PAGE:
Episode 463: How To Get A Country To Trust Its Banks : Planet Money It's something you can see on every day and on every block in most major cities. But in Myanmar, a country that was cut off from the rest of the world for decades, an ATM is a small miracle.
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Episode 463: How To Get A Country To Trust Its Banks

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Episode 463: How To Get A Country To Trust Its Banks

Episode 463: How To Get A Country To Trust Its Banks

Episode 463: How To Get A Country To Trust Its Banks

  • Download
  • <iframe src="https://www.npr.org/player/embed/480292615/480354697" width="100%" height="290" frameborder="0" scrolling="no" title="NPR embedded audio player">
  • Transcript
ATM Machine in Yangon

Note: This episode originally ran in June, 2013.

It's something you can see on every block in most major cities. You probably see one every day and never give give it a second thought. But in Yangon, Myanmar in 2013, an ATM was a small miracle. For decades, Myanmar was cut off from the rest of the world. There were international sanctions, and no one from the U.S. or Europe did business there. But when those sanctions started to be lifted, companies like Visa and Mastercard were excited to start setting up shop. Myanmar has about 50 million people — that's a lot of potential customers to pay ATM fees.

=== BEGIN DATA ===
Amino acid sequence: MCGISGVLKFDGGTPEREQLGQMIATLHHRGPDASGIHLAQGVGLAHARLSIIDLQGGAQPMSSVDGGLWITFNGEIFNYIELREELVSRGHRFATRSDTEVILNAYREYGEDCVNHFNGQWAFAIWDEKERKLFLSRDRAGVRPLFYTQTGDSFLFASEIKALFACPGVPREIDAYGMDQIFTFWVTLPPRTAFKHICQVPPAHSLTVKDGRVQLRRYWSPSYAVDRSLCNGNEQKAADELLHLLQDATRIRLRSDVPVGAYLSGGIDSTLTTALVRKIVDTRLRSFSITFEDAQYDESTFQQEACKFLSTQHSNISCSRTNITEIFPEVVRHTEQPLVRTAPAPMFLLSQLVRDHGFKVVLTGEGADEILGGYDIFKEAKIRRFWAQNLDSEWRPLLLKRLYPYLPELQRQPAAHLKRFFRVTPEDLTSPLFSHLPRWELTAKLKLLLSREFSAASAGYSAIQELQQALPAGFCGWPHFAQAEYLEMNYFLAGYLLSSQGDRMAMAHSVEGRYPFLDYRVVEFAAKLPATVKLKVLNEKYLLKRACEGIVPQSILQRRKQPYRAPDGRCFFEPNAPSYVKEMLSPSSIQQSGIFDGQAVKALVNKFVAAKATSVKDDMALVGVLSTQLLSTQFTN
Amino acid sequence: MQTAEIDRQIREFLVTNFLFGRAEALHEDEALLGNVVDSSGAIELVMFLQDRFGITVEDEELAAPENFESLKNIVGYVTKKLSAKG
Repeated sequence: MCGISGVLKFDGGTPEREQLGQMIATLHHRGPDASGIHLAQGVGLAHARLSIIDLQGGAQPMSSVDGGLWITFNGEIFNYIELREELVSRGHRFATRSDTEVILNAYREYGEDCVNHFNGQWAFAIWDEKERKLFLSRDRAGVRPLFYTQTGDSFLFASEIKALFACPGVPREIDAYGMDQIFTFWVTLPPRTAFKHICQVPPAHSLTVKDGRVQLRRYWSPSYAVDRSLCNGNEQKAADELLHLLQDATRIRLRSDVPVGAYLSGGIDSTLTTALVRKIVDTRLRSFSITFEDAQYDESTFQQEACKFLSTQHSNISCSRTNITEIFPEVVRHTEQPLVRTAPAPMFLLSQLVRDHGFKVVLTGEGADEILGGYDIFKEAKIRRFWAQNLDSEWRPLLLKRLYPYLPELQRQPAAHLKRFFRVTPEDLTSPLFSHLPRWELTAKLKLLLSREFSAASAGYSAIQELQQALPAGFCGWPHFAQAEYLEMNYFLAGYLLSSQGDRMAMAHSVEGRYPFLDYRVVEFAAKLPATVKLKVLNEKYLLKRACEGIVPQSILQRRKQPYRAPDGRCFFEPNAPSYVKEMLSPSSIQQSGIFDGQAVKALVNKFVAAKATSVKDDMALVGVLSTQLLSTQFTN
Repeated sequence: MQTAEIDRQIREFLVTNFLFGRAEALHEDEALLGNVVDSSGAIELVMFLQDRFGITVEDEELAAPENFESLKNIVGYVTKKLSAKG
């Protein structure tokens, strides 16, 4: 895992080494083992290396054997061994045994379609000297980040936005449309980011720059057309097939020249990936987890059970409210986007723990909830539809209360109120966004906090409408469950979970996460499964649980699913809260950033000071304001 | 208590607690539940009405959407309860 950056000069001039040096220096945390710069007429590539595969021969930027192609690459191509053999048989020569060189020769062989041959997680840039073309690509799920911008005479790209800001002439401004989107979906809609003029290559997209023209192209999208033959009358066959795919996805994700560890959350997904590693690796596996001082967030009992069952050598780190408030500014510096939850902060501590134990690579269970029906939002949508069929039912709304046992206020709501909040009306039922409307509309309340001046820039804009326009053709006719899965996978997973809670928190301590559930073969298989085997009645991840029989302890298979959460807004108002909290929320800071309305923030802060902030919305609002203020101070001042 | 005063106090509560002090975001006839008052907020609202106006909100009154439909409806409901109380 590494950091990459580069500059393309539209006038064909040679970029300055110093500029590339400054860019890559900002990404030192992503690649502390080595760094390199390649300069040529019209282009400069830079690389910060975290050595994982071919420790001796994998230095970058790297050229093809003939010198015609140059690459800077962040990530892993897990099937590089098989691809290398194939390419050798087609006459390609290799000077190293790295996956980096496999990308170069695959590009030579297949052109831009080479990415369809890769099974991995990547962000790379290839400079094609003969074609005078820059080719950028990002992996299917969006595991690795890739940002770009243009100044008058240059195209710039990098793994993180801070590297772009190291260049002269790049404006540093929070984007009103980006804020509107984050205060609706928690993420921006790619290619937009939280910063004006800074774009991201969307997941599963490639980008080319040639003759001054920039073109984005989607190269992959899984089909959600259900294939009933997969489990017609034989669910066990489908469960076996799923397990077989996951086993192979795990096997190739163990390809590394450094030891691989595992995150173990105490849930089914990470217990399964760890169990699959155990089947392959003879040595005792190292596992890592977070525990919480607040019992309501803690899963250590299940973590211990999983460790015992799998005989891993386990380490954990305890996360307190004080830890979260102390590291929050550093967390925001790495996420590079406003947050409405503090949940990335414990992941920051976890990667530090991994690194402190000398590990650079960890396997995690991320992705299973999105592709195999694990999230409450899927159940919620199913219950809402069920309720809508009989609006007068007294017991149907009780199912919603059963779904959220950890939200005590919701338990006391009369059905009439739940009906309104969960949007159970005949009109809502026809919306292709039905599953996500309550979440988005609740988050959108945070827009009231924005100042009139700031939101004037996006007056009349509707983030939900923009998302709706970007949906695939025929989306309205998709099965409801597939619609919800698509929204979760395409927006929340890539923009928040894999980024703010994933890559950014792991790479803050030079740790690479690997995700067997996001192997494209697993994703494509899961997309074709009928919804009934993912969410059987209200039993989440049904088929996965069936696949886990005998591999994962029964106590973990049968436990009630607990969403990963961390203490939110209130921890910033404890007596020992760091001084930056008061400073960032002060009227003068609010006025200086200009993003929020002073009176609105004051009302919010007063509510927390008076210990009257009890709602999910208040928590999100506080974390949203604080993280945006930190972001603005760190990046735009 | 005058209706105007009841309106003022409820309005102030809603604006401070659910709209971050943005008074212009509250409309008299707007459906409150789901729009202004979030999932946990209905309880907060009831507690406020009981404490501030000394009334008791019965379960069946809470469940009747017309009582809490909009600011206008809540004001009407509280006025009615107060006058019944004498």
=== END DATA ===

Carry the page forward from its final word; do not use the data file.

Setting up ATMs was a big technological challenge, because of the country's aging infrastructure. But there was a bigger problem that a lot of the international companies weren't expecting. People in Myanmar were reluctant to use ATMs because they didn't trust the banks. They weren't sure that the machines would actually give them their money. "The banks don't work very well," said Zeya Thu, a journalist. " Sometimes you have to bribe the staff at the counter to get your own money back." He said lots of people kept their money at home, under their mattresses. Thu is a business columnist, but even he was keeping his life savings in a personal safe, outside of the banking system.

On today's show: How do you get a country to join the world economy when the people there don't trust their own banks?


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